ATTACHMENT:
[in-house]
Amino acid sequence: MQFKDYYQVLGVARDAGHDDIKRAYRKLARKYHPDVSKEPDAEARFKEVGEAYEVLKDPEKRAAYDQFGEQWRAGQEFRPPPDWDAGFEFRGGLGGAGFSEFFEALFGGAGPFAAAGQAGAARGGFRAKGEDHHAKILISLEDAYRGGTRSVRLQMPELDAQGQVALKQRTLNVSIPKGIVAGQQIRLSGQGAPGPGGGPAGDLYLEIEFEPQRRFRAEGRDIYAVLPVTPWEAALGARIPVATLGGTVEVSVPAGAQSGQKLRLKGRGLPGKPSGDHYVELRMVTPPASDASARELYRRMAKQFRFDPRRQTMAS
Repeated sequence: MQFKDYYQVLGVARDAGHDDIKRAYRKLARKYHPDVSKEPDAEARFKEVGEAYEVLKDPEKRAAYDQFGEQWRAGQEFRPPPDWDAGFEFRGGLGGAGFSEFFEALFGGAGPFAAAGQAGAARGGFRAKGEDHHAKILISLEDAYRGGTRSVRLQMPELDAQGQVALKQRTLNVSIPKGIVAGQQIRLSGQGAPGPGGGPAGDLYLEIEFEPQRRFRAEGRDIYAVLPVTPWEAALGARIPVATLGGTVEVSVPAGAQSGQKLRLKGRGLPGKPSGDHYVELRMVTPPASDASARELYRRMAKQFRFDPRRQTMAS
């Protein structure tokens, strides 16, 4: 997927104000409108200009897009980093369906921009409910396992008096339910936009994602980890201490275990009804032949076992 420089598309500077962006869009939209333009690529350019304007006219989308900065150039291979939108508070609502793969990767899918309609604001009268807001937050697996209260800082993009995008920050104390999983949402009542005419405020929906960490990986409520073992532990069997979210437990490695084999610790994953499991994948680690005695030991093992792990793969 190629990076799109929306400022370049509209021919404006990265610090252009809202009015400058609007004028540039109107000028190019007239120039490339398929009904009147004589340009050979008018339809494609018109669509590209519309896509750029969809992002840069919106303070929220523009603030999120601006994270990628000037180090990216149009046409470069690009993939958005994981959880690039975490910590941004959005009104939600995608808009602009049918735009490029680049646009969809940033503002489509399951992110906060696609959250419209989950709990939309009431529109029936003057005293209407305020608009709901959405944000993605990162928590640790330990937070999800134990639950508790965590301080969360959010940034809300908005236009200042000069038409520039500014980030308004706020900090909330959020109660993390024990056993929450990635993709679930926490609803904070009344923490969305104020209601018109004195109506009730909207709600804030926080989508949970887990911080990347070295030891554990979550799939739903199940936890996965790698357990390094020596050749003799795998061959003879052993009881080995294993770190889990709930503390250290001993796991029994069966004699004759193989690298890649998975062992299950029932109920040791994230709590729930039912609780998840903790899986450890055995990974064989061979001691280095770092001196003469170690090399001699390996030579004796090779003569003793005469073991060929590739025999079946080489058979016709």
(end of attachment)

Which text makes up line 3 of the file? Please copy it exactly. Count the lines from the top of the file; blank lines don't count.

Repeated sequence: MQFKDYYQVLGVARDAGHDDIKRAYRKLARKYHPDVSKEPDAEARFKEVGEAYEVLKDPEKRAAYDQFGEQWRAGQEFRPPPDWDAGFEFRGGLGGAGFSEFFEALFGGAGPFAAAGQAGAARGGFRAKGEDHHAKILISLEDAYRGGTRSVRLQMPELDAQGQVALKQRTLNVSIPKGIVAGQQIRLSGQGAPGPGGGPAGDLYLEIEFEPQRRFRAEGRDIYAVLPVTPWEAALGARIPVATLGGTVEVSVPAGAQSGQKLRLKGRGLPGKPSGDHYVELRMVTPPASDASARELYRRMAKQFRFDPRRQTMAS